Plant of the day: canyon larkspur

Delphinium_nudicaule1The brilliant red of canyon larkspur seems to glow in the shade of a rocky hillside. Also known as red larkspur, the color of Delphinium nudicaule flowers is so intense that it nearly vibrates. Each little flower tapers to a point in the back; an artists’ rendering of a gnome’s cap or the cowl of Little Red Riding Hood’s cape.

Red larkspur tends to grow most prolifically on shaded, rocky slopes. It is found across much of Northern California, and is not to be confused with scarlet larkspur–which grows farther south and has plants with more densely clustered flowers. It’s the only red larkspur in the area (though there is one yellow-flowered species, and several that are blue, white, or purple). According to the Marin Flora, this species has been found to hybridise with the blue-flowered coastal larkspur, creating offspring that are coral, lavender or purple.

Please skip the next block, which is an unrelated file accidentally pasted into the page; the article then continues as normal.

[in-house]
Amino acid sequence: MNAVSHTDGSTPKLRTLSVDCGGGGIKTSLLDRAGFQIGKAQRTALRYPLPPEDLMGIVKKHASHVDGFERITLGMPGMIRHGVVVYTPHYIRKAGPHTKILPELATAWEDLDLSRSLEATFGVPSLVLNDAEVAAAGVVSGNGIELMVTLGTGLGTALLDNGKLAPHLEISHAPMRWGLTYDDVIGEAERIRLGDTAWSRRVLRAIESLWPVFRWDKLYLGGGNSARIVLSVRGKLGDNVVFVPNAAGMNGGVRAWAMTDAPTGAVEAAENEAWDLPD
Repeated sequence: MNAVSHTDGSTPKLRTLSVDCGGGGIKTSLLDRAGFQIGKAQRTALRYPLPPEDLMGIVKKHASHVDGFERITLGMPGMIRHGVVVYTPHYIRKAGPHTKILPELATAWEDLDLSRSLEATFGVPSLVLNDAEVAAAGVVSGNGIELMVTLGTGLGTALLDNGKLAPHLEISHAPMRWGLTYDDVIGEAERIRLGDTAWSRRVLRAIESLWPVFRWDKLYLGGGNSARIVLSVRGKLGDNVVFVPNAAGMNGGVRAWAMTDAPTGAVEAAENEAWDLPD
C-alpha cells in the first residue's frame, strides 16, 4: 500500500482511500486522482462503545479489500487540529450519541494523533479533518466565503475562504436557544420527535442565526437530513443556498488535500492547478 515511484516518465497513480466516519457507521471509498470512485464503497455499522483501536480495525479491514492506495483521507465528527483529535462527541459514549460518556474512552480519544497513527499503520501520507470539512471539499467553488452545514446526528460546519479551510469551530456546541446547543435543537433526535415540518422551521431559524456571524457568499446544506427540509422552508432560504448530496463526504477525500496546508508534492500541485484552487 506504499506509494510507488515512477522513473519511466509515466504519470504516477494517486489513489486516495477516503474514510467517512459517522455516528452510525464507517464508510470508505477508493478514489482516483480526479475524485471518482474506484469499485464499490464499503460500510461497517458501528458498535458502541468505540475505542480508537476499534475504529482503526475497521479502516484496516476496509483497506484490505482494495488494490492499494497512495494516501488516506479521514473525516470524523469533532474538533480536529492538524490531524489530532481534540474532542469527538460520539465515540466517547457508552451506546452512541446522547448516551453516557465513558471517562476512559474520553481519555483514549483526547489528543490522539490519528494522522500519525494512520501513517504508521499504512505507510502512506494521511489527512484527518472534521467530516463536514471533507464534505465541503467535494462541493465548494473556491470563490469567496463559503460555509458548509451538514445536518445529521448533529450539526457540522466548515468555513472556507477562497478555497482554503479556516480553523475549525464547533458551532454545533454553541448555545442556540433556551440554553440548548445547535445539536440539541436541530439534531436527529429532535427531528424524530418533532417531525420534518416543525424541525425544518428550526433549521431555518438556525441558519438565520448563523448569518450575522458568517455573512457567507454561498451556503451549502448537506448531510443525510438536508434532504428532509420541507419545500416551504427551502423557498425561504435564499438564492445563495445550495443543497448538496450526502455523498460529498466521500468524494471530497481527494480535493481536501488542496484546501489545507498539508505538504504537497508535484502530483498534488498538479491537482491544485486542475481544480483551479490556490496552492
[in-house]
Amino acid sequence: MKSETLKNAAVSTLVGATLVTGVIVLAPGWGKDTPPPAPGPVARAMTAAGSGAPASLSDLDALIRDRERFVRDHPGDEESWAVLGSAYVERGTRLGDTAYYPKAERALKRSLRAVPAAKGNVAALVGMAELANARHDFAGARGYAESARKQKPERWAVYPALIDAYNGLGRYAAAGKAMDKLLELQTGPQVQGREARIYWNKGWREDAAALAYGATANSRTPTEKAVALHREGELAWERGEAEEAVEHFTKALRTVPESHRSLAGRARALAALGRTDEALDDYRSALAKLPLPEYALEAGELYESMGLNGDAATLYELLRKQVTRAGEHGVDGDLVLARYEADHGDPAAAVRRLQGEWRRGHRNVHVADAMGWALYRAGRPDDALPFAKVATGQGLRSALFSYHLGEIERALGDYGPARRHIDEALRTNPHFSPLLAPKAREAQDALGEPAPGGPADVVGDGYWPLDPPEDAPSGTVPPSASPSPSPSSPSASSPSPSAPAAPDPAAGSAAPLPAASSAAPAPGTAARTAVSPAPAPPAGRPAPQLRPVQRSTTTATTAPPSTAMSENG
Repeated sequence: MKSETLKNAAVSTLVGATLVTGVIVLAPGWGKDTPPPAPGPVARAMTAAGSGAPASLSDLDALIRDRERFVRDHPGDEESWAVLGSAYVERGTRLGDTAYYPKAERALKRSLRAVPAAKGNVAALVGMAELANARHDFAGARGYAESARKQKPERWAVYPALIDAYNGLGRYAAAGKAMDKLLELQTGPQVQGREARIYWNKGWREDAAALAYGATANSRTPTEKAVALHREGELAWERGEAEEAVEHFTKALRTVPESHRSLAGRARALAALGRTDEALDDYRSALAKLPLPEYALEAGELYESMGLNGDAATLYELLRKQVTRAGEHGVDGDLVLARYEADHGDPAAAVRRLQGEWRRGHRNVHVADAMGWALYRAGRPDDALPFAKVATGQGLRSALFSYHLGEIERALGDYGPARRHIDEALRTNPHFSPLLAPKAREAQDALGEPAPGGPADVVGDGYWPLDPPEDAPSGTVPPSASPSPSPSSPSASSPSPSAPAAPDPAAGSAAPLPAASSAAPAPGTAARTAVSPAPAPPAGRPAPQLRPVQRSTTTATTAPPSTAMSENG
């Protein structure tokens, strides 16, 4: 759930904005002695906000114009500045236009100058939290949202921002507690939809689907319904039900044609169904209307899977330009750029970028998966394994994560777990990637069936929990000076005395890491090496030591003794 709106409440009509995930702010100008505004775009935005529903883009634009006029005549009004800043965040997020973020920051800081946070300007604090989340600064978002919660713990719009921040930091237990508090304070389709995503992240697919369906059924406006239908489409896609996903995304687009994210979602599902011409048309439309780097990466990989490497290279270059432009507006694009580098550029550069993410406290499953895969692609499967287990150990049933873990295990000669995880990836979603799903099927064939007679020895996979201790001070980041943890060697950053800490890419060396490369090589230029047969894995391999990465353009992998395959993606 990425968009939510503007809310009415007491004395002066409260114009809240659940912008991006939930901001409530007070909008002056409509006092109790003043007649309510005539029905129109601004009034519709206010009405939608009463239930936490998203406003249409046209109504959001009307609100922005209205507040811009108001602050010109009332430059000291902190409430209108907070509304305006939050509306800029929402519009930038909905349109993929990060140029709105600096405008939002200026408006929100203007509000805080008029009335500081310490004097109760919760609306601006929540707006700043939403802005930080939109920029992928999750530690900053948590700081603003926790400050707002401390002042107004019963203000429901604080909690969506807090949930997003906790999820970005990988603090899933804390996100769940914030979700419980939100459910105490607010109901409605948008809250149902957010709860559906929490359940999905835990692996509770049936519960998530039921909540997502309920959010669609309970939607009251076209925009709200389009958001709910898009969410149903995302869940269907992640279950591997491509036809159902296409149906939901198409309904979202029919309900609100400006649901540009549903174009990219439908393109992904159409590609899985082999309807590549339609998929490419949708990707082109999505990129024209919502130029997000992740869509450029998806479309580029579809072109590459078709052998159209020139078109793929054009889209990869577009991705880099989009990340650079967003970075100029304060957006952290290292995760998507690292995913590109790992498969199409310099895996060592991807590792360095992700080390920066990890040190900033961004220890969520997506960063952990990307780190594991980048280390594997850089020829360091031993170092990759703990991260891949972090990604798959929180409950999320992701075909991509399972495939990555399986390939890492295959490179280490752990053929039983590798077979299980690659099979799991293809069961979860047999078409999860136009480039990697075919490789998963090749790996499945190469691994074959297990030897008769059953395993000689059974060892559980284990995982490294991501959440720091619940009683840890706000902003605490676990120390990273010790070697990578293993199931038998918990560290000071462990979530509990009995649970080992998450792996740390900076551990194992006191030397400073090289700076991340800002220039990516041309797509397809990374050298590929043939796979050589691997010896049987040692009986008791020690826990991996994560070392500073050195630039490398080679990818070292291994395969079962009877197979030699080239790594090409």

All parts of the plant are highly poisonous–don’t eat it!Delphinium_nudicaule2

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Filed under Native, Poisonous

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